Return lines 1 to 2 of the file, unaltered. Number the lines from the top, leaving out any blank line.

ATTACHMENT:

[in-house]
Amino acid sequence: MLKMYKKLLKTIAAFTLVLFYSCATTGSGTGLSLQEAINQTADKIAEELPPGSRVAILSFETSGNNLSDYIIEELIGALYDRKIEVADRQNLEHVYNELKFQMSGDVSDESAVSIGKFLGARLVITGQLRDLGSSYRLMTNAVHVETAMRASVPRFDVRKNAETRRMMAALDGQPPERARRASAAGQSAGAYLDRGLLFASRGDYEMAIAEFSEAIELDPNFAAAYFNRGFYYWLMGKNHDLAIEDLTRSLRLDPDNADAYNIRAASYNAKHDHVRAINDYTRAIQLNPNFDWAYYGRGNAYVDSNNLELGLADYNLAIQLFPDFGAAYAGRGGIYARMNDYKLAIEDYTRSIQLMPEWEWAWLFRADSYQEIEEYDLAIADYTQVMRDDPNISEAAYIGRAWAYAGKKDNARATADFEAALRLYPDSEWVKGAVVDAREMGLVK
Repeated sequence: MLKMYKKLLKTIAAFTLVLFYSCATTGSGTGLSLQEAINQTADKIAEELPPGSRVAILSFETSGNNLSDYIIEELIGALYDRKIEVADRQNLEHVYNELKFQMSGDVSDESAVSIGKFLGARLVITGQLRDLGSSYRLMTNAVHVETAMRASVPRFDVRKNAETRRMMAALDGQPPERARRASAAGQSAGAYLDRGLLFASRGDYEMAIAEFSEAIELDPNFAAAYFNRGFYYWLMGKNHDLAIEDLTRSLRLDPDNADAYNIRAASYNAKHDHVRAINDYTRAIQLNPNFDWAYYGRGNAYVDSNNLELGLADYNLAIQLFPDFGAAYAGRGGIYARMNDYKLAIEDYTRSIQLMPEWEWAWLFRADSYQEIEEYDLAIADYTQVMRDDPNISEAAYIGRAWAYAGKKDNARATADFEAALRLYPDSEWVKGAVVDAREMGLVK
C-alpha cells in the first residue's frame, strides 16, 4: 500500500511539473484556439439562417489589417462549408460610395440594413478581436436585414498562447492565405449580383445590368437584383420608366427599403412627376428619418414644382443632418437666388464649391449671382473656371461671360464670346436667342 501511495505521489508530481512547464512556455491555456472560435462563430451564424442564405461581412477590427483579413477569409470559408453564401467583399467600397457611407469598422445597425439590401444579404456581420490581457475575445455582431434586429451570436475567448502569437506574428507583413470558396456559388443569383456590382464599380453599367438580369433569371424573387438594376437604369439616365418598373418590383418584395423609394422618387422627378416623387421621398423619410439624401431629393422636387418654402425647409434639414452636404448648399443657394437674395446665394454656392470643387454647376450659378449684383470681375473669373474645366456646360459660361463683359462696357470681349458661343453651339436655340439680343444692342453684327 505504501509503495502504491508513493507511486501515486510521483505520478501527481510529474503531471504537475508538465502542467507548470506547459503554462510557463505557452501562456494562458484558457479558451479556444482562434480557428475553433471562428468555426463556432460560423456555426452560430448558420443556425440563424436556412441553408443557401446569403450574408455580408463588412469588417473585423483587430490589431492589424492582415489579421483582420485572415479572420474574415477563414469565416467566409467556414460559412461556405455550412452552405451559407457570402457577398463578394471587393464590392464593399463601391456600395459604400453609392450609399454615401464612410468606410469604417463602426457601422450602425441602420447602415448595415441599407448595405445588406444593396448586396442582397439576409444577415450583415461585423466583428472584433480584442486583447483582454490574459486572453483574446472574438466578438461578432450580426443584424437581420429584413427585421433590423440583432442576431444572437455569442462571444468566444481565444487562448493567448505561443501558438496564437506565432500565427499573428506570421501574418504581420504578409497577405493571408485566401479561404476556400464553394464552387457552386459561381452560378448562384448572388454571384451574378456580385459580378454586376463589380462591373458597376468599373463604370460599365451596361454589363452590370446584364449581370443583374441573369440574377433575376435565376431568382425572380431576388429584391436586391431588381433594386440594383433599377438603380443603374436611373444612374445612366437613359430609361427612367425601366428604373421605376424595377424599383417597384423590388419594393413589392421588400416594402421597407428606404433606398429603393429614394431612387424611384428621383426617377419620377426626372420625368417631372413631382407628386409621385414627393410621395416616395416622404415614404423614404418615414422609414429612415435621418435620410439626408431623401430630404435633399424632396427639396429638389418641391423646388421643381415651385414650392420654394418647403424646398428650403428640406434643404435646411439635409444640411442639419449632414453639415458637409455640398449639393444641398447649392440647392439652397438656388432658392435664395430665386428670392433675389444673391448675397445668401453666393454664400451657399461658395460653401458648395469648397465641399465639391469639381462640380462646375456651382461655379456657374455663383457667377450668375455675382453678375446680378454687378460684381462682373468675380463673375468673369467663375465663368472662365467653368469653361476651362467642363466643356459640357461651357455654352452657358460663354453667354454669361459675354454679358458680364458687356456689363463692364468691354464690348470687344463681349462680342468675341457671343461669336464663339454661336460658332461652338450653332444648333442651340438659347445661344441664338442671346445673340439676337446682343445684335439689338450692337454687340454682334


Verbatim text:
[in-house]
Amino acid sequence: MLKMYKKLLKTIAAFTLVLFYSCATTGSGTGLSLQEAINQTADKIAEELPPGSRVAILSFETSGNNLSDYIIEELIGALYDRKIEVADRQNLEHVYNELKFQMSGDVSDESAVSIGKFLGARLVITGQLRDLGSSYRLMTNAVHVETAMRASVPRFDVRKNAETRRMMAALDGQPPERARRASAAGQSAGAYLDRGLLFASRGDYEMAIAEFSEAIELDPNFAAAYFNRGFYYWLMGKNHDLAIEDLTRSLRLDPDNADAYNIRAASYNAKHDHVRAINDYTRAIQLNPNFDWAYYGRGNAYVDSNNLELGLADYNLAIQLFPDFGAAYAGRGGIYARMNDYKLAIEDYTRSIQLMPEWEWAWLFRADSYQEIEEYDLAIADYTQVMRDDPNISEAAYIGRAWAYAGKKDNARATADFEAALRLYPDSEWVKGAVVDAREMGLVK